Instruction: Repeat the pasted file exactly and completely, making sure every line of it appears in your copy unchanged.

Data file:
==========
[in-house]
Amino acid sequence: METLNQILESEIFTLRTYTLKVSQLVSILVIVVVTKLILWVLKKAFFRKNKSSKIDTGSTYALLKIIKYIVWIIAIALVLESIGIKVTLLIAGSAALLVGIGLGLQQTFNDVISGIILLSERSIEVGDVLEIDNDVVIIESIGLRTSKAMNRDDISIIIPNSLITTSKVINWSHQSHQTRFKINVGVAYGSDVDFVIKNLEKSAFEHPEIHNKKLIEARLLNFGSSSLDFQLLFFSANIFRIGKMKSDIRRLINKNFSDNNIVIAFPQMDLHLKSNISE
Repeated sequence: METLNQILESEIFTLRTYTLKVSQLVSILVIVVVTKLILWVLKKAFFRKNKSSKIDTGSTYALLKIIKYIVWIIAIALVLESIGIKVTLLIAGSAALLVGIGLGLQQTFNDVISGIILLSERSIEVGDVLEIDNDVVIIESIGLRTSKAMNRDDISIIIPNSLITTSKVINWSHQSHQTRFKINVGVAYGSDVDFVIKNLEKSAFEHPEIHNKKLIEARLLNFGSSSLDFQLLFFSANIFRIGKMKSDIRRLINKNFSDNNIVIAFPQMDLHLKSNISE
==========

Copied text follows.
[in-house]
Amino acid sequence: METLNQILESEIFTLRTYTLKVSQLVSILVIVVVTKLILWVLKKAFFRKNKSSKIDTGSTYALLKIIKYIVWIIAIALVLESIGIKVTLLIAGSAALLVGIGLGLQQTFNDVISGIILLSERSIEVGDVLEIDNDVVIIESIGLRTSKAMNRDDISIIIPNSLITTSKVINWSHQSHQTRFKINVGVAYGSDVDFVIKNLEKSAFEHPEIHNKKLIEARLLNFGSSSLDFQLLFFSANIFRIGKMKSDIRRLINKNFSDNNIVIAFPQMDLHLKSNISE
Repeated sequence: METLNQILESEIFTLRTYTLKVSQLVSILVIVVVTKLILWVLKKAFFRKNKSSKIDTGSTYALLKIIKYIVWIIAIALVLESIGIKVTLLIAGSAALLVGIGLGLQQTFNDVISGIILLSERSIEVGDVLEIDNDVVIIESIGLRTSKAMNRDDISIIIPNSLITTSKVINWSHQSHQTRFKINVGVAYGSDVDFVIKNLEKSAFEHPEIHNKKLIEARLLNFGSSSLDFQLLFFSANIFRIGKMKSDIRRLINKNFSDNNIVIAFPQMDLHLKSNISE